Flood Risk Assessment from Storm Tides, Rainfall and Sea Level Rise along Hudson river and in New York area

Philip M. Orton, Francesco Cioffi, Federico Rosario Conticello, Timothy M Hall, Nickitas Georgas, Upmanu Lall, Alan F Blumberg

Tuesday 30 june 2015

16:45 - 17:00h at South America (level 0)

Themes: (T) Flood risk management and adaptation, (ST) Flooding along in rivers and coasts

Parallel session: 7J. Floodrisk - Assessment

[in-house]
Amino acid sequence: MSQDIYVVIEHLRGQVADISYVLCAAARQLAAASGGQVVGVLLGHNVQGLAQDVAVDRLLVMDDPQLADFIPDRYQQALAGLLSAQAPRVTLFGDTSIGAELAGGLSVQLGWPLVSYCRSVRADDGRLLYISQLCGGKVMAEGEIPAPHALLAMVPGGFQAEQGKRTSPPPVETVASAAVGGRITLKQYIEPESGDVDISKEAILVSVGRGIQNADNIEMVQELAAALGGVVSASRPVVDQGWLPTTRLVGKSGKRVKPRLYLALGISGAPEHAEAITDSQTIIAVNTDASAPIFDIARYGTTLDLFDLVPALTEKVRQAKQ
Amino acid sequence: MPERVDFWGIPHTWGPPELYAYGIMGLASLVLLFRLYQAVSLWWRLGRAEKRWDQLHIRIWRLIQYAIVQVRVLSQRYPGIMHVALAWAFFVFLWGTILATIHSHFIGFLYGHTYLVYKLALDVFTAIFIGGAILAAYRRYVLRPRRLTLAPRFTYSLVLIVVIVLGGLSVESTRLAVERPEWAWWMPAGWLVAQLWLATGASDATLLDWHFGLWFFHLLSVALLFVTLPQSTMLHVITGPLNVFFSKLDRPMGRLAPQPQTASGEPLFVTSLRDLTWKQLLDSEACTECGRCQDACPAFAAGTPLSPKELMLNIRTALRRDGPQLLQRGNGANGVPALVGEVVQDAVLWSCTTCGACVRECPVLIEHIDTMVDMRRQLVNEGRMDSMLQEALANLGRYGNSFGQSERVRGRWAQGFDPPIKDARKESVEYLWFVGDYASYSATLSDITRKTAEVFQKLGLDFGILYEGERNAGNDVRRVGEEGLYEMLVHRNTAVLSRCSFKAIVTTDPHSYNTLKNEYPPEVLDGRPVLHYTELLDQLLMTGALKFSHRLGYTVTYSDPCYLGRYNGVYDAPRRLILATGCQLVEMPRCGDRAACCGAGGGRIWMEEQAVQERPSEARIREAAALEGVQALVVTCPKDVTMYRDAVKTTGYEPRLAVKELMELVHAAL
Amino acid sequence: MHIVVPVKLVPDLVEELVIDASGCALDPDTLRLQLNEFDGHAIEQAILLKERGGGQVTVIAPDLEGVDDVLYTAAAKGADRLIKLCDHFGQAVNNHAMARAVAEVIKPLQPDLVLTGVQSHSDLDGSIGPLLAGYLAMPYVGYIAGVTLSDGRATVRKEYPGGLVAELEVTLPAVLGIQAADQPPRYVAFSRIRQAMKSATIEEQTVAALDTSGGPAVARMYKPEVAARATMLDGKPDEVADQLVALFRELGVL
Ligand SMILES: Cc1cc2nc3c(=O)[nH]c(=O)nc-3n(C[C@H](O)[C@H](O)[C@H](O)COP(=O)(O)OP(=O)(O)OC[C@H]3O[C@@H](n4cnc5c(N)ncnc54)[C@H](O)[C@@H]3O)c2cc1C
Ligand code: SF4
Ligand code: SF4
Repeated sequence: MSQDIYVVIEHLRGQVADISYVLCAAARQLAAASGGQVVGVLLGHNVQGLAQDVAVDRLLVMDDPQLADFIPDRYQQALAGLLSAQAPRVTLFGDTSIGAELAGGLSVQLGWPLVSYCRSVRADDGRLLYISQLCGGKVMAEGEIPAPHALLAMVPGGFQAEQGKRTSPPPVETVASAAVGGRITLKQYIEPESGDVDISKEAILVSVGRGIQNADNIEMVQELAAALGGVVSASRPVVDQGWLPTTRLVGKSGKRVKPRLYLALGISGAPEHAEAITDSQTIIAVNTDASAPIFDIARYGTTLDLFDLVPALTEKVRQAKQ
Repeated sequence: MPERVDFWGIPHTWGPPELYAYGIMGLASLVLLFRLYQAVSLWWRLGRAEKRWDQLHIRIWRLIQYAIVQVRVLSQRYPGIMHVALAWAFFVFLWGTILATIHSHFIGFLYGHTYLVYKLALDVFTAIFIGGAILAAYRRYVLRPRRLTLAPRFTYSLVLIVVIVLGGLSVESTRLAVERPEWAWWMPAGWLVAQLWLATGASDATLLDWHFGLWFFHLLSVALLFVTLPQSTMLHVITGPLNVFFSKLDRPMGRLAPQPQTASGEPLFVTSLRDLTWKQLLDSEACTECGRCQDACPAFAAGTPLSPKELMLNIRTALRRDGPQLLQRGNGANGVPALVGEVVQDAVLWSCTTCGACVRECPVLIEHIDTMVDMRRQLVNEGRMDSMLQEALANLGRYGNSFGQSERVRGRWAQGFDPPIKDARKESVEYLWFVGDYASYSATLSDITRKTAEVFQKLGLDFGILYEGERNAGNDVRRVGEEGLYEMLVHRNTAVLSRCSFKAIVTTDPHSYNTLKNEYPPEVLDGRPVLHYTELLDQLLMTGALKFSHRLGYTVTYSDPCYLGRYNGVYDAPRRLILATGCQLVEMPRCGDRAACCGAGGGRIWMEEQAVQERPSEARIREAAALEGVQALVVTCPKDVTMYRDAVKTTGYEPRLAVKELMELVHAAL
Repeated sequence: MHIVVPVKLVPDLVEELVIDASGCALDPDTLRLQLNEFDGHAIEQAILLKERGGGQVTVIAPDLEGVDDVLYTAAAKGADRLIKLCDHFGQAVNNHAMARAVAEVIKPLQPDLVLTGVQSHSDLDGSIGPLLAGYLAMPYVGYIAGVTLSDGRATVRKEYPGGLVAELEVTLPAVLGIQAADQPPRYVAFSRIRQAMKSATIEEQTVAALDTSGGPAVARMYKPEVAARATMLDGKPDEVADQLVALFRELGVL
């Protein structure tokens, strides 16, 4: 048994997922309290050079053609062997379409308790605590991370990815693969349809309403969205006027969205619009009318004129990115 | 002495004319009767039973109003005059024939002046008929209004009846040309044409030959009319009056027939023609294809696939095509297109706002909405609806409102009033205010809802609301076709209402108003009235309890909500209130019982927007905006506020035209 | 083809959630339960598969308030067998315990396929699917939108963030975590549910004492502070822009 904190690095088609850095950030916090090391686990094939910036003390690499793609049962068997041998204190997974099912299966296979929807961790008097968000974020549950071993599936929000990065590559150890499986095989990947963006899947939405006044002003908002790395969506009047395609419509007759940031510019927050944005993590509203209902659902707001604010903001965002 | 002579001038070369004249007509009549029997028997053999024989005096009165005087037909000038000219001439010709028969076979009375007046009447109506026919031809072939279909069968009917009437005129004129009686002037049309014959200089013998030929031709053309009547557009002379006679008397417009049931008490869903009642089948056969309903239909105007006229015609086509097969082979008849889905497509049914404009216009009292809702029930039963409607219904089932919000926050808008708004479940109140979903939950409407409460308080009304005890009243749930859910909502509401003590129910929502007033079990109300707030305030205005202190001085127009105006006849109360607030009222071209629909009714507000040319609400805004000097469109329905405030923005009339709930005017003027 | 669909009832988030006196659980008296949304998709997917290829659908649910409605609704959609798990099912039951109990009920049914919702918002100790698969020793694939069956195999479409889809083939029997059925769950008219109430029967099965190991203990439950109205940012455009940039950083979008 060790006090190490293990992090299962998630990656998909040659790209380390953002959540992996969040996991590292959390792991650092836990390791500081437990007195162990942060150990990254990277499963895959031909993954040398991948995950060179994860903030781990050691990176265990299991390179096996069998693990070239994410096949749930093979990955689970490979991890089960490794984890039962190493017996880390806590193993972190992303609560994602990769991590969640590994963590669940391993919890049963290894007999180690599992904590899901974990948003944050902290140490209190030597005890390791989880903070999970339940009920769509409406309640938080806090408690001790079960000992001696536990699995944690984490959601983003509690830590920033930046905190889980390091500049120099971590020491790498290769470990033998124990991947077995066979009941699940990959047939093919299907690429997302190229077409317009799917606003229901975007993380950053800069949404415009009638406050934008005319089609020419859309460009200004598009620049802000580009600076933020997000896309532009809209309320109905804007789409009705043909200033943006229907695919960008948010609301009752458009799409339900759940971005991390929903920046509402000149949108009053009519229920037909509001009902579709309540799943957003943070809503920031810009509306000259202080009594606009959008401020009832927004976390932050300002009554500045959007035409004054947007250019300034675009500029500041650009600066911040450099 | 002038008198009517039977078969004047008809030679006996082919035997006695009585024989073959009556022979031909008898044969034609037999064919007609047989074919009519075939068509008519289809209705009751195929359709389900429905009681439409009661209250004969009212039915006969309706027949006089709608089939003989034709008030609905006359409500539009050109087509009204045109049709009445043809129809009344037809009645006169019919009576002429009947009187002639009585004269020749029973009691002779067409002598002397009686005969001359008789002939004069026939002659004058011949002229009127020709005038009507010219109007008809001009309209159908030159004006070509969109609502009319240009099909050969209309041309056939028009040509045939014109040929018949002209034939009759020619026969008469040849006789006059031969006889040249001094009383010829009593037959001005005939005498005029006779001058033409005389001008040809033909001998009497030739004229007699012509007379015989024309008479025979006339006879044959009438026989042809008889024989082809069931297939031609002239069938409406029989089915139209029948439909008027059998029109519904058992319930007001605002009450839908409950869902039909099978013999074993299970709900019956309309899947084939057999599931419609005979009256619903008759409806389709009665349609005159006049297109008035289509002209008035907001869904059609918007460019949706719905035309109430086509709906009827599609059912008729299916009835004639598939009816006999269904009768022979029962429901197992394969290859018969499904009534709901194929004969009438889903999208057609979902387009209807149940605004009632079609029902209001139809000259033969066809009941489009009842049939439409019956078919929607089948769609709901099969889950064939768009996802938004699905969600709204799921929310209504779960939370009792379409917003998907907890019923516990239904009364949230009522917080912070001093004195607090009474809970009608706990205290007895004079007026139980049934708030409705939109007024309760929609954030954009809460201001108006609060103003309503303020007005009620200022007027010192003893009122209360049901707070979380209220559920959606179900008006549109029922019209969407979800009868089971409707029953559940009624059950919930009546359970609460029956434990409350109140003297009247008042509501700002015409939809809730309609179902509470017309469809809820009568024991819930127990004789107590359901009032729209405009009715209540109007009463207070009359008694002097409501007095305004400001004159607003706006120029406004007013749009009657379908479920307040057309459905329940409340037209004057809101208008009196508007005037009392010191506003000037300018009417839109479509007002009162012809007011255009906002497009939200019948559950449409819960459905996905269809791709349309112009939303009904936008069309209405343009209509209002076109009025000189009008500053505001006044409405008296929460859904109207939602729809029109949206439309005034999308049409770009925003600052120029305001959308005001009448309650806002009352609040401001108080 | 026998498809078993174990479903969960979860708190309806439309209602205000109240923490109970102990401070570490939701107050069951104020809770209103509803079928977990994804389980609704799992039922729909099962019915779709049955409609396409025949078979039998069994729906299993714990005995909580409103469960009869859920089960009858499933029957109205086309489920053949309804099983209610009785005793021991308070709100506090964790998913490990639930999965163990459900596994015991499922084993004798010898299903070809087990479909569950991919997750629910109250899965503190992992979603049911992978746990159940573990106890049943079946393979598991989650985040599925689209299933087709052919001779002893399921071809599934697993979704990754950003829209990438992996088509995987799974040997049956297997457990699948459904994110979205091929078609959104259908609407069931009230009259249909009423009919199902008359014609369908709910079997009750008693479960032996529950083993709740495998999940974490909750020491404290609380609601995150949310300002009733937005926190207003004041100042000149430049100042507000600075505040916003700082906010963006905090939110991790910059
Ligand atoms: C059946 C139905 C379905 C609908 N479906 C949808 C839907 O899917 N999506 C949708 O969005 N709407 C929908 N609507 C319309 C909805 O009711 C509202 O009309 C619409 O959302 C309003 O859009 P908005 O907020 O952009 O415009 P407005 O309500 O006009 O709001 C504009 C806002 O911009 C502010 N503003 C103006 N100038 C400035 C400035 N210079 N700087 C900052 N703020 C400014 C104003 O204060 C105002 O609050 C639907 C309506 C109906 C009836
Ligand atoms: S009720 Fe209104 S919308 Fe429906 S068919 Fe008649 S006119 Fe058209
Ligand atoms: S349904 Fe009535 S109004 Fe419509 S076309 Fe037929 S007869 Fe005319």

A flood hazard assessment has been conducted the Hudson River from New York City to Troy at the head of tide, using a three-dimensional hydrodynamic model and merging hydrologic inputs and storm tides from tropical and extra-tropical cyclones, as well as spring freshet floods. Our recent work showed that neglecting freshwater flows leads to underestimation of peak water levels at up-river sites and neglecting stratification (typical with two-dimensional modeling) leads to underestimation all along the Hudson. The hazard assessment framework utilizes a representative climatology of over 1000 synthetic tropical cyclones (TCs) derived from a statistical-stochastic TC model, and historical extra-tropical cyclones and freshets from 1950-present. Hydrodynamic modeling is applied with seasonal variations in mean sea level and ocean and estuary stratification. The model is the Stevens ECOM model and is separately used for operational ocean forecasts on the NYHOPS domain (http://stevens.edu/NYHOPS). For the synthetic TCs, an Quantile regression/ Bayesian multivariate approach is used for rainfall-driven freshwater inputs to the Hudson, translating the TC attributes (e.g. track, SST, wind speed) directly into tributary stream flows. By using the above model system we also examine the sensitivity of Hudson flooding to future climate warming-driven increases in storm precipitation. The hazard assessment is being repeated for several values of sea level, as projected for future decades by the New York City Panel on Climate Change. Recent studies have given widely varying estimates of the present-day 100-year flood at New York City, from 2.0 m to 3.5 m, and special emphasis will be placed on quantifying our study’s uncertainty.